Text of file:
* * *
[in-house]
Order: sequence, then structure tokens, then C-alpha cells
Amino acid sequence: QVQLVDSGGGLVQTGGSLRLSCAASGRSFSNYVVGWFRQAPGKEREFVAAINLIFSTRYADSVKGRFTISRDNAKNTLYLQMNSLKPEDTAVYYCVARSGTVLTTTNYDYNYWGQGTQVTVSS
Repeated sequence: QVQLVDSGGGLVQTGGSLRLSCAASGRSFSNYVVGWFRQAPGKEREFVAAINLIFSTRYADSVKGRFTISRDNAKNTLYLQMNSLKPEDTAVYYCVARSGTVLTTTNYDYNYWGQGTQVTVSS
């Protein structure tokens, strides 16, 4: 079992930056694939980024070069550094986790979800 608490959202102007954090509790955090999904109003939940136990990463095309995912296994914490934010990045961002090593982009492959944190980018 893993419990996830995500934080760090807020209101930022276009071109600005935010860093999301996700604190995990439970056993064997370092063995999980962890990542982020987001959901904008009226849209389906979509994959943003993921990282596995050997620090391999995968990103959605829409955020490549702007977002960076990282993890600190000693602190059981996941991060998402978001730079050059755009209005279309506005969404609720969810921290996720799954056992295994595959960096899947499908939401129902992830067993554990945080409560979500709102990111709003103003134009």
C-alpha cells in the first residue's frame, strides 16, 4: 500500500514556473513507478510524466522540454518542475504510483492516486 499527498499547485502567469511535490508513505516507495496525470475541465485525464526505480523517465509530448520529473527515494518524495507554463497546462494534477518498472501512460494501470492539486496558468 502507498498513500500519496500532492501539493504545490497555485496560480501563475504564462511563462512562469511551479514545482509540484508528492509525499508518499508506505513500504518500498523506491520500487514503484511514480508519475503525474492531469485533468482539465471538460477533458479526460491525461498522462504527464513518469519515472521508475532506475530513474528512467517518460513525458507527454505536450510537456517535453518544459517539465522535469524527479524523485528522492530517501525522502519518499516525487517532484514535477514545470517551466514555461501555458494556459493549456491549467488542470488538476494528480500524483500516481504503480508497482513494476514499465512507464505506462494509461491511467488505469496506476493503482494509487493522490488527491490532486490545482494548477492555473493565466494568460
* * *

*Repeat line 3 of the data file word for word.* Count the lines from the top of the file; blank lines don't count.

Amino acid sequence: QVQLVDSGGGLVQTGGSLRLSCAASGRSFSNYVVGWFRQAPGKEREFVAAINLIFSTRYADSVKGRFTISRDNAKNTLYLQMNSLKPEDTAVYYCVARSGTVLTTTNYDYNYWGQGTQVTVSS